Last weekend my brother and I spent some time in Pennsylvania helping our parents empty some things out of the house in which they’ve lived for 35 years.
At one point, I came across a set of small wooden, colored blocks with the alphabet spelled out on them. They’d belonged to my dad when he was a child. My brother and I had played with them, too, growing up, so I set them aside in a box full of things we wanted to keep.
A couple hours later we were all taking a break on the back porch.
Dad: Did you come across those old wooden blocks of mine?
Me: Yes, I put them in a box of things I’m taking back to my house.
Dad: Let me see those first; I might like to sell them.
Mom: We shouldn’t sell those! Let’s keep them in the family.
Brother: I agree with that. Let’s hang onto them.
Dad: But they’re my blocks!
Me: I’m going inside to eat some potato chips. Y’all sort this out and let me know.
Eventually, I retrieved the blocks from my car, and my dad eagerly dug them out of the box. “I just spelled “CAT,” he exclaimed a minute or two later.
I could hardly mock him. My brother and I had already spent at least half an hour admiring our old Millennium Falcon, TIE-Fighter and X-Wing Fighter from our Star Wars heyday. They’d been stuffed away in the basement for the better part of three decades. Rediscovering them instantly took us back to our own childhoods. That’s a place where we should all spend a little more of our time – and there are at least two good reasons why.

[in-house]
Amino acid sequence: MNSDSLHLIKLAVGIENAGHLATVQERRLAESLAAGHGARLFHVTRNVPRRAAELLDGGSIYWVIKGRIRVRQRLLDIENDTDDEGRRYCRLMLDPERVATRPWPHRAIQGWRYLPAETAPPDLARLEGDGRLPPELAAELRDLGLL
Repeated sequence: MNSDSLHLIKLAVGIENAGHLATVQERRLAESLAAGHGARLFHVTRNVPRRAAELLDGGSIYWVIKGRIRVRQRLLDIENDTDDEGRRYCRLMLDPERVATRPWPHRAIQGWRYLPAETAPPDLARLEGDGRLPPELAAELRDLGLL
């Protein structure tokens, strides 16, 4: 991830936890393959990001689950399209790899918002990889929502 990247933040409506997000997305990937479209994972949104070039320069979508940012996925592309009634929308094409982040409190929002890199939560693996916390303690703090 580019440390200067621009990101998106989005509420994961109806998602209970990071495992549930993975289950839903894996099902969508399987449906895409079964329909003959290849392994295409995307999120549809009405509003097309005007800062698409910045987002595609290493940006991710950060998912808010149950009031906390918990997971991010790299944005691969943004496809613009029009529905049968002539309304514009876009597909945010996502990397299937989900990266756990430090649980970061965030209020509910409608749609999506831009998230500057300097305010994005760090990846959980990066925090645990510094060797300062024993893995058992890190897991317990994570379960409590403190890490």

First, it’s fun.
True, even my own kids are older now than my brother and I were when these toys showed up in our house as Christmas or birthday presents in the late 1970s. But there’s a kind of pure joy and wonder – a feeling we don’t experience enough as adults – that comes from seeing something that reminds you of long-ago good times. It’s not just nostalgia. It’s a lightning bolt reminder of where you came from, a throw-back to days when you didn’t take yourself and your problems quite so seriously.
Second, and even better, reflecting on what enthralled us as kids can help us lead a more meaningful life right now.
Obviously, you don’t want to ever put too much stock in the whims of children, whose interests can change ten times in the course of an hour. But the things we were drawn to deeply in our youth can be highly accurate markers of what we are meant to do with our lives. We all know people who liked to draw and became architects, or kids who liked to take things apart and became engineers, or hawked candy on the playground and went into sales.
It’s worth asking ourselves some basic questions, no matter how old we are today: What did I like most about being a kid? What were my dreams? What happened to them?
This is a simple technique that can yield some worthwhile and surprising insights. It might just get us thinking about what matters to us most, from an entirely different angle.
And while you’re working on that, I’ll be setting up my Han Solo action figure in the cockpit of the Millennium Falcon. Or maybe playing with my dad’s blocks. He decided to keep them for himself.